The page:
People With Mental Illness Should Be Exempt from the Death Penalty by: Courtney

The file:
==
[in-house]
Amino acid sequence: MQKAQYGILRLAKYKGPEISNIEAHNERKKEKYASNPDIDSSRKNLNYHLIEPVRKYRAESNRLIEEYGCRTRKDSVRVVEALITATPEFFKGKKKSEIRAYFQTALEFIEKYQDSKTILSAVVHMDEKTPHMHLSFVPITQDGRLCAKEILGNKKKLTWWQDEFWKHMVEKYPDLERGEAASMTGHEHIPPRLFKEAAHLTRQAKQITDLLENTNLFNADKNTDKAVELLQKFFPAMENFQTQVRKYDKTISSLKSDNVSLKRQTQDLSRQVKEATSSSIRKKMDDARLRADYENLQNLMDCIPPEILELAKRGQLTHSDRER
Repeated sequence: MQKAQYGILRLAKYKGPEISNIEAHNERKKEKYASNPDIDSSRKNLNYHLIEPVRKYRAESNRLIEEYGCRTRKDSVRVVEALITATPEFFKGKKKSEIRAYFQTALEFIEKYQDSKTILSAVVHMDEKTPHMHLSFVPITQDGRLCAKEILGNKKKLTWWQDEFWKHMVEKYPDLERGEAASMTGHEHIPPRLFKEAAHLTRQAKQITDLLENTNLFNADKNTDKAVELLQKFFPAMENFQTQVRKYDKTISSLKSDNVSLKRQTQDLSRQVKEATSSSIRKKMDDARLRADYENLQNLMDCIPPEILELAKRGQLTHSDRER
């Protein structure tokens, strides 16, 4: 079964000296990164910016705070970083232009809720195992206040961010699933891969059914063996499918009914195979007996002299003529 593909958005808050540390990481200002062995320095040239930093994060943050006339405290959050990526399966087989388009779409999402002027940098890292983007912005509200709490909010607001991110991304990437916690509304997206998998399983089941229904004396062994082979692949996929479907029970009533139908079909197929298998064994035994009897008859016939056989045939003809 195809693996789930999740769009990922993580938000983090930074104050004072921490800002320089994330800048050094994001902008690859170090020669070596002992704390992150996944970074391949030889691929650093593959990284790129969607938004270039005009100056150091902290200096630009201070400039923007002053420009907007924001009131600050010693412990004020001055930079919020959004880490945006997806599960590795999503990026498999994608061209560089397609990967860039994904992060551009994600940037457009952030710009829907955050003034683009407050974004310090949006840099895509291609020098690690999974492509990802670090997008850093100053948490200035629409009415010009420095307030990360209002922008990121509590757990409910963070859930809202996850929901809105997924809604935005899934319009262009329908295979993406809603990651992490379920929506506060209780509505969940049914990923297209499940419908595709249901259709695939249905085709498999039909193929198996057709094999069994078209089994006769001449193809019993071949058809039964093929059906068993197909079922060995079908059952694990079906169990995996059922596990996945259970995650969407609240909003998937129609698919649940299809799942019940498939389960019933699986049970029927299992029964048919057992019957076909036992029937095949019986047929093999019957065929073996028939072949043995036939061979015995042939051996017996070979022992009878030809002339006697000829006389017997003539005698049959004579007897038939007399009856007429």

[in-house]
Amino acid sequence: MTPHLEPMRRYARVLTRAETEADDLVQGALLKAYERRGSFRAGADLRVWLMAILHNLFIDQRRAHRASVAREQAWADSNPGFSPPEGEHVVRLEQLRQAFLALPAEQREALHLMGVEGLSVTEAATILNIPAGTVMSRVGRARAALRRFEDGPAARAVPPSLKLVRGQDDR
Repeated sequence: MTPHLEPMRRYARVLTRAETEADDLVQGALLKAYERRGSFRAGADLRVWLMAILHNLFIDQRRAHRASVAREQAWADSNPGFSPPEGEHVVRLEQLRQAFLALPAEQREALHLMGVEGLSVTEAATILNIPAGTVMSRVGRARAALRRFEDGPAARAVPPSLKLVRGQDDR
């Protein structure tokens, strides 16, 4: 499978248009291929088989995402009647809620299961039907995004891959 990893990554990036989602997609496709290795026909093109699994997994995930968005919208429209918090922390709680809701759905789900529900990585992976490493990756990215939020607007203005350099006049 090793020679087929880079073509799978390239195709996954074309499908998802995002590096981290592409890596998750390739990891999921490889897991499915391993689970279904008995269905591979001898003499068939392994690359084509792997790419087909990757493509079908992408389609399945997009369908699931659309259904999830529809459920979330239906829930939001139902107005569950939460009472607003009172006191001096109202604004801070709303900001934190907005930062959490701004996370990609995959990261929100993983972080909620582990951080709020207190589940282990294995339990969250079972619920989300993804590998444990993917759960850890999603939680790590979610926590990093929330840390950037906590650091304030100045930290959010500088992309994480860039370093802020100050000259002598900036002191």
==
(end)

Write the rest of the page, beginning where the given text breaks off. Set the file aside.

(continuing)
People that are mentally ill or people that do not know the difference between right and wrong are more likely to commit violent crimes. Over sixty people with mental illness or retardation have been put to death since 1983 in the United States alone (Death). It is estimated that between five and 10% of people on death row are severely mentally ill. It has been shown that almost all people on death row have brain damage from an illness or trauma, while a large amount of the others have been through severe physical and or sexual abuse (Death). People with mental illness should not face the death penalty because killing them does not make anything any better, they don't always know the difference between right and wrong, and it is not their fault that they are mentally ill. The first reason that people with a mental illness should not be executed is because it does not reduce violence or illness (Sheffer). There are no benefits from executing people. One may think that it does, but if the crime was committed by someone who was mentally unstable like a bipolar person, it could have been a random act of violence that they would have not done otherwise if not mentally ill. People may think that it will bring a sigh of relief knowing that the person who committed the crime is not out on the streets of alive in anyway so they are not given the chance to do the crime. But there is a difference between a sane person committing a crime and a mentally ill person committing a crime. The difference is that a sane person knows that what they are doing is wrong but a mentally ill person does not. Everyone makes mistakes in life some bigger than others. Yes, they should be punished, or at least helped to make sure they do not do it again. But killing them is like doing the crime two times. It also never brings the person they killed back (Sheffer). The death of the person responsible for the...
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